NVIDIA ForceWare 177.89: OpenGL Extensions and OpenGL 3.0 Code Sample

Voici la liste des extensions OpenGL supportées par les pilotes Forceware 177.89 WinXP 32 pour une GeForce GTX 280.
Here is the list of OpenGL extensions supported by Forceware 177.89 WinXP 32 drivers for a GeForce GTX 280.

Les ForceWare 177.89 sont les premiers pilotes à offrir le support OpenGL 3.0. Mais pour le moment, ce support n’est pas officiel. Il faut l’activer de manière logiciel grâce à l’utilitaire NVemulate de NVIDIA:

L’activation d’OpenGL 3.0 donne accès à une nouvelle extension WGL_ARB_create_context qui permet de créer un context de rendu OpenGL 3.0. Si vous souhaitez ouvrir la porte d’OpenGL 3.0, voilà le code nécessaire:
Forceware 177.89 are the first drivers to offer the OpenGL 3.0 support. But currently, this support is not official. We have to enable it thanks to NVIDIA’s NVemulate utility:

OpenGL 3.0 activation gives an access to a new extension: WGL_ARB_create_context.
This extension makes it possible to create an OpenGL 3.0 rendering context. If you wish to explore the new world of OpenGL 3.0, here is the necessary code:

// wglCreateContextAttribsARB prototype.
(HDC, HGLRC, const int*);

// Get a pointer on the create context func.
wglCreateContextAttribsARB = \

// Create an OpenGL 3.0 context.
HGLRC gl3Ctx = wglCreateContextAttribsARB(dc, 0, NULL);

// Do something with this opengl 3.0 rendering context.

// Delete the context
wglDeleteContext( gl3Ctx );	
gl3Ctx = NULL;				

Ceci étant dit, voilà la liste des nouvelles extensions pour un contexte de rendu OpenGL 2.1 avec support OpenGL 3.0 activé:
That said, here is the list of the new extensions for an OpenGL 2.1 rendering context with OpenGL 3.0 support enabled:

[French]Carte graphique utilisée[/French]
[English]Graphics card used[/English]: EVGA GeForce GTX 280 / 1Gb

– Drivers Version: Forceware
– OpenGL Version: 2.1.2
– GLSL (OpenGL Shading Language) Version: 1.20 NVIDIA via Cg compiler
– OpenGL Renderer: GeForce GTX 280/PCI/SSE2
– Drivers Renderer: NVIDIA GeForce GTX 280
– ARB Texture Units: 16
– Vertex Shader Texture Units: 32
– Pixel Shader Texture Units: 32
– Geometry Shader Texture Units: 32
– Max Texture Size: 8192×8192
– Max Anisotropic Filtering Value: X16.0
– Max Point Sprite Size: 63.4
– Max Dynamic Lights: 8
– Max Viewport Size: 8192×8192
– Max Vertex Uniform Components: 4096
– Max Fragment Uniform Components: 2048
– Max Varying Float: 60
– Max Vertex Bindable Uniforms: 12
– Max Fragment Bindable Uniforms: 12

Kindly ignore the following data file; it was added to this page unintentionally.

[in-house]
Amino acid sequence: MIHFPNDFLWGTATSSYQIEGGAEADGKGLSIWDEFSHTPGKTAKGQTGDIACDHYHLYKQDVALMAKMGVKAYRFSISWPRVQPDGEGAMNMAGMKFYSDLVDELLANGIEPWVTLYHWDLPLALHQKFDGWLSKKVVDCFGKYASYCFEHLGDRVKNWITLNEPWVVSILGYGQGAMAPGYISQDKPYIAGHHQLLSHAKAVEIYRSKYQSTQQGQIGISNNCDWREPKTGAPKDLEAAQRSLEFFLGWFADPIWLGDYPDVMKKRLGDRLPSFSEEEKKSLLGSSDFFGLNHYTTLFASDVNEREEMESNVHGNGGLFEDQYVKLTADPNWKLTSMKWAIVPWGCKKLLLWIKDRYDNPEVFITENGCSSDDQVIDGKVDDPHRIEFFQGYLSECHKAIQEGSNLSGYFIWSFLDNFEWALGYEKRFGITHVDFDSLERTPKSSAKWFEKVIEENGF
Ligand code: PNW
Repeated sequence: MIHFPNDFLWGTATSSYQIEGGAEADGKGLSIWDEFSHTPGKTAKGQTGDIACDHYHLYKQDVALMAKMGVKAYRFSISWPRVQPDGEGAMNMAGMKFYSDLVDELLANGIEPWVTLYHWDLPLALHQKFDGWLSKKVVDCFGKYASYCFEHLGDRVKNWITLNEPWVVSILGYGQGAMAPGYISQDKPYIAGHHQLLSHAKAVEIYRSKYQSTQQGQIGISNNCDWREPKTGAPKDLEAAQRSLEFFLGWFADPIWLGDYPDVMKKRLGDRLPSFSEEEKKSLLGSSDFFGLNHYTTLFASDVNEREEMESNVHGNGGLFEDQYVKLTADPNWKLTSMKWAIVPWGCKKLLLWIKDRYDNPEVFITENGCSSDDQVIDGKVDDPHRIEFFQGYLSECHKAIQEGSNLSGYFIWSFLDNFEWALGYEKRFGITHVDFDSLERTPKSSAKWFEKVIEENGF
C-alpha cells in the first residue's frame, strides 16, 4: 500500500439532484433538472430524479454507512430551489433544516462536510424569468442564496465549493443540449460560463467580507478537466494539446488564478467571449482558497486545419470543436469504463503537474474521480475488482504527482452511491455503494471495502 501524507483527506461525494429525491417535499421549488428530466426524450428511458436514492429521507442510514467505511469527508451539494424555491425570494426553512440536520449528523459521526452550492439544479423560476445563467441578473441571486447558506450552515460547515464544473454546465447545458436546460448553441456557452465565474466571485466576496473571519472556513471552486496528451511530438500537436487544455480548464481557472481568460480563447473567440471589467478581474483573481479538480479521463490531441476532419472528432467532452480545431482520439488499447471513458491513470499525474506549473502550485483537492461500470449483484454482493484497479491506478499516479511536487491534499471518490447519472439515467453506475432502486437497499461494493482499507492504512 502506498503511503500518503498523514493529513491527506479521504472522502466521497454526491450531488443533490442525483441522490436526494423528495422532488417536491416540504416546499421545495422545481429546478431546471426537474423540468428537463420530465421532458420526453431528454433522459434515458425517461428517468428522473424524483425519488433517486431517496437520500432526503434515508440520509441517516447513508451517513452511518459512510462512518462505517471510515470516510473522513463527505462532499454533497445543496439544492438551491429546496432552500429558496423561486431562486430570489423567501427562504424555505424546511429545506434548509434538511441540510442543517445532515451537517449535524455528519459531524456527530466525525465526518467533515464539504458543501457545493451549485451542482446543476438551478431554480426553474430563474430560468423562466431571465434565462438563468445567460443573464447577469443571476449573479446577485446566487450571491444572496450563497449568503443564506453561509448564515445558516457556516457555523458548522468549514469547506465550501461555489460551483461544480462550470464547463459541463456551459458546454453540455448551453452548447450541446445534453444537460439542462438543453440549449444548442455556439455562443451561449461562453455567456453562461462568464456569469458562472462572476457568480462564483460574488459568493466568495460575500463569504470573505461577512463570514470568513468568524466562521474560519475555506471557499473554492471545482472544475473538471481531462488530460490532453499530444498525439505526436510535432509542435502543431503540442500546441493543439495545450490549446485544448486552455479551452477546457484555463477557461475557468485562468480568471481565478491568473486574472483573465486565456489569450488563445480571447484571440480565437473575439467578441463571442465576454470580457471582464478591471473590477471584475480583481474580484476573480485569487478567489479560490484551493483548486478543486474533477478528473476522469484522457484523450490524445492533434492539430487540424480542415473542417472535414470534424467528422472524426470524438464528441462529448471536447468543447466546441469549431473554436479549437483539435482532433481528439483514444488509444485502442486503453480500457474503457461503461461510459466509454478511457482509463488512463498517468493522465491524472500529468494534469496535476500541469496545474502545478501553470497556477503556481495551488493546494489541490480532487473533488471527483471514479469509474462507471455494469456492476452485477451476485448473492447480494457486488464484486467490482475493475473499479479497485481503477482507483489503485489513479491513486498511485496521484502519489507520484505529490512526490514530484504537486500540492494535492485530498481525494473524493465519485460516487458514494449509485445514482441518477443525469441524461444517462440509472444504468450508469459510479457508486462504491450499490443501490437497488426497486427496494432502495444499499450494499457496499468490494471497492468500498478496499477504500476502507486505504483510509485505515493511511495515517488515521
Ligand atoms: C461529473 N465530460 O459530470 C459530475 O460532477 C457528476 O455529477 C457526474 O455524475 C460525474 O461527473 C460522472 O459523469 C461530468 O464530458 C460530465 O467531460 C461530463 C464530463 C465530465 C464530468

– Max Geometry Bindable Uniforms: 12
– MSAA: 2X
– MSAA: 4X
– MSAA: 8X
– MSAA: 16X
– MSAA: 32X

OpenGL Extensions: 168 extensions

Les extensions des anciens pilotes ForceWare se trouvent ICI.
Vous pouvez utiliser GPU Caps Viewer pour récupérer la liste des extensions de votre carte graphique.
The extensions exposed by the old ForceWare drivers are HERE.
You can use GPU Caps Viewer to retrieve the list of extensions of your graphics card.

» Read more

Real Time Realistic Rendering of Nature Scenes

A thesis about real-time realistic rendering of nature scenes with dynamic lighting has been published. This thesis includes all details about real-time grass rendering and about real-time tree rendering with indirect lighting.

You can grab the thesis here: PhD thesis

It’s a pity there is no real-time 3D demo. Screenshots are cool but a real demo is better!

Dev.Mag: Game Developers Free Online Magazine

Dev.Mag is a free online magazine for game developers.
Filled with tutorials, features, interviews, tech-pieces and so much more!

Contents of the issue # 24:
– Interview with German developers, Irrgheist.
– Blender App Engine introduction
– Penny Arcade Adventures review
– A guide to home-made sound effects for your games
– And much, much more.

Issue 24 can be directly download but to enjoy the other issues, just subscribe at Dev.Mag.

OpenGL 3.0 Specifications Released

SIGGRAPH 2008: Khronos Group has announced the release of the OpenGL 3.0 API specification and the GLSL 1.30 shading language specification.

The OpenGL working group has defined a set of OpenGL 3.0 extensions that expose potential new functionality for the next version of OpenGL that is targeted for release in less than 12 months, and a set of extensions for OpenGL 2.1 to enable much of the new OpenGL functionality on older hardware.